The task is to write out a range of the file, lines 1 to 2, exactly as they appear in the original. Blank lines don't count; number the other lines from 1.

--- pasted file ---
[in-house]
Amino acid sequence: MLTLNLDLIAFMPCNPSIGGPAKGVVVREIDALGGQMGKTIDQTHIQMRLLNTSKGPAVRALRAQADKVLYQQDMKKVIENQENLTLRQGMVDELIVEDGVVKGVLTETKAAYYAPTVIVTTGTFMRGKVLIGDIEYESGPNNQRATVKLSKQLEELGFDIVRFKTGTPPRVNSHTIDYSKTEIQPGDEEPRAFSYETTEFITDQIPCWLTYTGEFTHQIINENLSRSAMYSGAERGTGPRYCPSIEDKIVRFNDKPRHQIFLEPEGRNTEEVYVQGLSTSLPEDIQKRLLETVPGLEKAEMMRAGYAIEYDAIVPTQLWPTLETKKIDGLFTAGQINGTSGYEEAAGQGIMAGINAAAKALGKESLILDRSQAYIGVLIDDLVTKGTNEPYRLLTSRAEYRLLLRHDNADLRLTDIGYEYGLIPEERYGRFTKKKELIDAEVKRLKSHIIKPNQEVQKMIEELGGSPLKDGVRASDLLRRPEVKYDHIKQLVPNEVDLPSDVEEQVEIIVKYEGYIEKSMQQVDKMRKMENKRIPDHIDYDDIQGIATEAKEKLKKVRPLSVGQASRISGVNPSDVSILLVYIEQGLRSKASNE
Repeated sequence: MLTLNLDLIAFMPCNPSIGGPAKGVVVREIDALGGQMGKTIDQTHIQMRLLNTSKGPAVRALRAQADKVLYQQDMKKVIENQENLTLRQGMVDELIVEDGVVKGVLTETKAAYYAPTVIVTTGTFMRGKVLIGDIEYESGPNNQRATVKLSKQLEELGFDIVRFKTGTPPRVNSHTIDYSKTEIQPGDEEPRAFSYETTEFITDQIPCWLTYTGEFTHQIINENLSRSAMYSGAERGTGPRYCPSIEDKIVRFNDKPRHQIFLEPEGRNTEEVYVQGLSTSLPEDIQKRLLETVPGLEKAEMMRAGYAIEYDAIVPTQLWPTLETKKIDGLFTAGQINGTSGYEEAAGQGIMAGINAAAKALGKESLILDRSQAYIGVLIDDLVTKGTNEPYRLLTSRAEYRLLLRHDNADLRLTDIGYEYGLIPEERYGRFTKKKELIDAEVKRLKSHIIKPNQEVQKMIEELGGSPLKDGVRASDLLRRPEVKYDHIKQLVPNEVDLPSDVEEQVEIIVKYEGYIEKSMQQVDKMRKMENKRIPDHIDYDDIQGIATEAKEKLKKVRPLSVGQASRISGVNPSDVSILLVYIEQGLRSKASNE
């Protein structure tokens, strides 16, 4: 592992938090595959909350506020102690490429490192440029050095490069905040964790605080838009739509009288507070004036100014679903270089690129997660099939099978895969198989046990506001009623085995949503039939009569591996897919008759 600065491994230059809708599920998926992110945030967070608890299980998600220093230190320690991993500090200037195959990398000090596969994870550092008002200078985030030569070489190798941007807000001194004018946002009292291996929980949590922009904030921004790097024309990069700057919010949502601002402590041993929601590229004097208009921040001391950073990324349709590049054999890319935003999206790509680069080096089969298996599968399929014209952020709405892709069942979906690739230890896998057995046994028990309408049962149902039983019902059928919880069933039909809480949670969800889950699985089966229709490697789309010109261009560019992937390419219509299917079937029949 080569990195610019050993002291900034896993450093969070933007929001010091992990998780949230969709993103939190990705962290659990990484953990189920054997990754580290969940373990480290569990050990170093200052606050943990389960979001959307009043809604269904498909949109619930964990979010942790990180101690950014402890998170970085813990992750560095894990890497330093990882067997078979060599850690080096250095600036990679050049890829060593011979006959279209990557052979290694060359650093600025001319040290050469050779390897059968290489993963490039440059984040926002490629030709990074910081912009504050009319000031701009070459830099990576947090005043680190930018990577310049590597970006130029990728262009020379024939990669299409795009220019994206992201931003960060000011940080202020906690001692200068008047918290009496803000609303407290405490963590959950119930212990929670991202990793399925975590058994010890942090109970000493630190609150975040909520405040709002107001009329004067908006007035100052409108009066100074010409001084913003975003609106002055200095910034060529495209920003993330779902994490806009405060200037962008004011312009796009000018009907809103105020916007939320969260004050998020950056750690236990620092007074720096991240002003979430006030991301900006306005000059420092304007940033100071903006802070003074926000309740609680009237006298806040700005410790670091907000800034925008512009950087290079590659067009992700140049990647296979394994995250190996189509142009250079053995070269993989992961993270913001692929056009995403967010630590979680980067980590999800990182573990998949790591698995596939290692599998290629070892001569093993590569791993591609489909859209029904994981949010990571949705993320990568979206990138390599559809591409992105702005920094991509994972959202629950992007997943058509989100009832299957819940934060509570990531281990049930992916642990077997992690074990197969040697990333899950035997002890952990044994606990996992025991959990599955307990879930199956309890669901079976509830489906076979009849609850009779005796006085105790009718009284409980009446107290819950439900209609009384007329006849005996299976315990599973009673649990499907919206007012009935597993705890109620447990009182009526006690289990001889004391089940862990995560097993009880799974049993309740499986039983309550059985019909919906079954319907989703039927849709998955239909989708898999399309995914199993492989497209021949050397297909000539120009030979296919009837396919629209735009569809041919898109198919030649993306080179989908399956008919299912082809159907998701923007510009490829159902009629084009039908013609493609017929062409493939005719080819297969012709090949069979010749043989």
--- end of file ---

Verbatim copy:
[in-house]
Amino acid sequence: MLTLNLDLIAFMPCNPSIGGPAKGVVVREIDALGGQMGKTIDQTHIQMRLLNTSKGPAVRALRAQADKVLYQQDMKKVIENQENLTLRQGMVDELIVEDGVVKGVLTETKAAYYAPTVIVTTGTFMRGKVLIGDIEYESGPNNQRATVKLSKQLEELGFDIVRFKTGTPPRVNSHTIDYSKTEIQPGDEEPRAFSYETTEFITDQIPCWLTYTGEFTHQIINENLSRSAMYSGAERGTGPRYCPSIEDKIVRFNDKPRHQIFLEPEGRNTEEVYVQGLSTSLPEDIQKRLLETVPGLEKAEMMRAGYAIEYDAIVPTQLWPTLETKKIDGLFTAGQINGTSGYEEAAGQGIMAGINAAAKALGKESLILDRSQAYIGVLIDDLVTKGTNEPYRLLTSRAEYRLLLRHDNADLRLTDIGYEYGLIPEERYGRFTKKKELIDAEVKRLKSHIIKPNQEVQKMIEELGGSPLKDGVRASDLLRRPEVKYDHIKQLVPNEVDLPSDVEEQVEIIVKYEGYIEKSMQQVDKMRKMENKRIPDHIDYDDIQGIATEAKEKLKKVRPLSVGQASRISGVNPSDVSILLVYIEQGLRSKASNE